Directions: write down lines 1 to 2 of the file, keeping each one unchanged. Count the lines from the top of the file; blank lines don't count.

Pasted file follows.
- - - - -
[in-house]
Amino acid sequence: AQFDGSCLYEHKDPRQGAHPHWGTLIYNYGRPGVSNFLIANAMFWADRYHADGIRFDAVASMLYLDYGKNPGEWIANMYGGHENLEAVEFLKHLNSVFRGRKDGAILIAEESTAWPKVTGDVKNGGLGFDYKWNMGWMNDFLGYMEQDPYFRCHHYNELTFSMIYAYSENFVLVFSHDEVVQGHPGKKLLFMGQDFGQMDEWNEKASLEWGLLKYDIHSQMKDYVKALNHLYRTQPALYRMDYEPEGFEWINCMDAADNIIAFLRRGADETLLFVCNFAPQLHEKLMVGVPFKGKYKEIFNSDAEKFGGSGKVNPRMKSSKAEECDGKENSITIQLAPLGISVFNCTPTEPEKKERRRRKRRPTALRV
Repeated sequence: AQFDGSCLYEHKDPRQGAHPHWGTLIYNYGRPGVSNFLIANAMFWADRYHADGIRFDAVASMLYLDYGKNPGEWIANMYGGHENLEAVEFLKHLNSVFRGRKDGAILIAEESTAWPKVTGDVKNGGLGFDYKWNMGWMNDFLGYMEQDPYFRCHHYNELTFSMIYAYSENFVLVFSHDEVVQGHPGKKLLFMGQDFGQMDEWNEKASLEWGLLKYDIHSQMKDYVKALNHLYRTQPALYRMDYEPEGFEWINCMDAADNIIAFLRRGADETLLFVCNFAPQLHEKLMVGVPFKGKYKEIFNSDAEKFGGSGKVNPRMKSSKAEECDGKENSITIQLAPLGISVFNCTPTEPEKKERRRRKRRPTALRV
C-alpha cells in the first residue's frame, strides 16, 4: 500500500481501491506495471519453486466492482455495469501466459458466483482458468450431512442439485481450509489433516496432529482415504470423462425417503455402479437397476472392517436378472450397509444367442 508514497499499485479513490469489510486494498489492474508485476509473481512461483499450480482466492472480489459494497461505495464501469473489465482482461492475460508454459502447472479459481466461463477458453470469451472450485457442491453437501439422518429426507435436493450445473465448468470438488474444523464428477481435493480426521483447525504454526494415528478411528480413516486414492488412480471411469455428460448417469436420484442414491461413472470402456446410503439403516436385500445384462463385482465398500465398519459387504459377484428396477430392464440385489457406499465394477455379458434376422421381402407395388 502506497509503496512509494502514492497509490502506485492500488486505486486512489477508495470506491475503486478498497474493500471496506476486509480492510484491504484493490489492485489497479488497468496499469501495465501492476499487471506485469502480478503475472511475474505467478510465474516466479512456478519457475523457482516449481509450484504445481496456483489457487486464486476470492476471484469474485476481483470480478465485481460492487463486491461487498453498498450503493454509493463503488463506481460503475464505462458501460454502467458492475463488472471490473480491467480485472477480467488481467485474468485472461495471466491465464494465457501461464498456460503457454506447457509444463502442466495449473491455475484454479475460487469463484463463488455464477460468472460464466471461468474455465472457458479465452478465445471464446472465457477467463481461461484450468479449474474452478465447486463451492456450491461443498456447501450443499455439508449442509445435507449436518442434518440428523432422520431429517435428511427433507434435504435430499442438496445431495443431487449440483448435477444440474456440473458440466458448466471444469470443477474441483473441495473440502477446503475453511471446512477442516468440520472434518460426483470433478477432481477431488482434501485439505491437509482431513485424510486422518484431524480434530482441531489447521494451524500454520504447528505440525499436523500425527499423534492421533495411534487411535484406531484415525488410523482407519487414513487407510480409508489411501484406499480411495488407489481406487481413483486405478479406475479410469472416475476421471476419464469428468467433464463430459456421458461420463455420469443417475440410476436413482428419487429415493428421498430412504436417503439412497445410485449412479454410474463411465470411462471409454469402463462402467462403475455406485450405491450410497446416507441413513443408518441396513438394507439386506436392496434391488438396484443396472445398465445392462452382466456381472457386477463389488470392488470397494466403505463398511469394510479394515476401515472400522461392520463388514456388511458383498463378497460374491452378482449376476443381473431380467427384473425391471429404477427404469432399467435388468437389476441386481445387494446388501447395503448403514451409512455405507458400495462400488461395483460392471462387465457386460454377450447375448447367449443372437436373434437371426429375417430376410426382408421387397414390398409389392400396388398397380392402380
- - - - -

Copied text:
[in-house]
Amino acid sequence: AQFDGSCLYEHKDPRQGAHPHWGTLIYNYGRPGVSNFLIANAMFWADRYHADGIRFDAVASMLYLDYGKNPGEWIANMYGGHENLEAVEFLKHLNSVFRGRKDGAILIAEESTAWPKVTGDVKNGGLGFDYKWNMGWMNDFLGYMEQDPYFRCHHYNELTFSMIYAYSENFVLVFSHDEVVQGHPGKKLLFMGQDFGQMDEWNEKASLEWGLLKYDIHSQMKDYVKALNHLYRTQPALYRMDYEPEGFEWINCMDAADNIIAFLRRGADETLLFVCNFAPQLHEKLMVGVPFKGKYKEIFNSDAEKFGGSGKVNPRMKSSKAEECDGKENSITIQLAPLGISVFNCTPTEPEKKERRRRKRRPTALRV